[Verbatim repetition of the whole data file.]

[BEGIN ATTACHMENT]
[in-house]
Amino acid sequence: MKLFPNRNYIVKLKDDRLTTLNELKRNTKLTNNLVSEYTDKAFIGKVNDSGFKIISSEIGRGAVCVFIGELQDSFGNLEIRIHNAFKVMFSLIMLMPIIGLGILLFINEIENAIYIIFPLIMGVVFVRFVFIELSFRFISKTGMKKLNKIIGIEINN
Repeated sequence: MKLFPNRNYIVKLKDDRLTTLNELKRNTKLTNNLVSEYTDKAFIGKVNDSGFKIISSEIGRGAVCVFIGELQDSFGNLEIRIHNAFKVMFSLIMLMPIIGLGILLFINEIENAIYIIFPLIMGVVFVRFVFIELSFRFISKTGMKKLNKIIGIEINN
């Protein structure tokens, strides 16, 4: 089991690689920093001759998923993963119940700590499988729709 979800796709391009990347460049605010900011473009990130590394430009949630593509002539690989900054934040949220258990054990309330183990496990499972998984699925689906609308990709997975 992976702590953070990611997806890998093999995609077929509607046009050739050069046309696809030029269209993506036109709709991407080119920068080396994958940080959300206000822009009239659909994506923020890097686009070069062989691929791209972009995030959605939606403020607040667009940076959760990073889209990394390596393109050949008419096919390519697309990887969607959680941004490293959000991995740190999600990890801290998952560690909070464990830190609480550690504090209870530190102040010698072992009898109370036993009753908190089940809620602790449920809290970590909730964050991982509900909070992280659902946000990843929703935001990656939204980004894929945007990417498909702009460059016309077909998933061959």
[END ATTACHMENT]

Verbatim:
[in-house]
Amino acid sequence: MKLFPNRNYIVKLKDDRLTTLNELKRNTKLTNNLVSEYTDKAFIGKVNDSGFKIISSEIGRGAVCVFIGELQDSFGNLEIRIHNAFKVMFSLIMLMPIIGLGILLFINEIENAIYIIFPLIMGVVFVRFVFIELSFRFISKTGMKKLNKIIGIEINN
Repeated sequence: MKLFPNRNYIVKLKDDRLTTLNELKRNTKLTNNLVSEYTDKAFIGKVNDSGFKIISSEIGRGAVCVFIGELQDSFGNLEIRIHNAFKVMFSLIMLMPIIGLGILLFINEIENAIYIIFPLIMGVVFVRFVFIELSFRFISKTGMKKLNKIIGIEINN
């Protein structure tokens, strides 16, 4: 089991690689920093001759998923993963119940700590499988729709 979800796709391009990347460049605010900011473009990130590394430009949630593509002539690989900054934040949220258990054990309330183990496990499972998984699925689906609308990709997975 992976702590953070990611997806890998093999995609077929509607046009050739050069046309696809030029269209993506036109709709991407080119920068080396994958940080959300206000822009009239659909994506923020890097686009070069062989691929791209972009995030959605939606403020607040667009940076959760990073889209990394390596393109050949008419096919390519697309990887969607959680941004490293959000991995740190999600990890801290998952560690909070464990830190609480550690504090209870530190102040010698072992009898109370036993009753908190089940809620602790449920809290970590909730964050991982509900909070992280659902946000990843929703935001990656939204980004894929945007990417498909702009460059016309077909998933061959």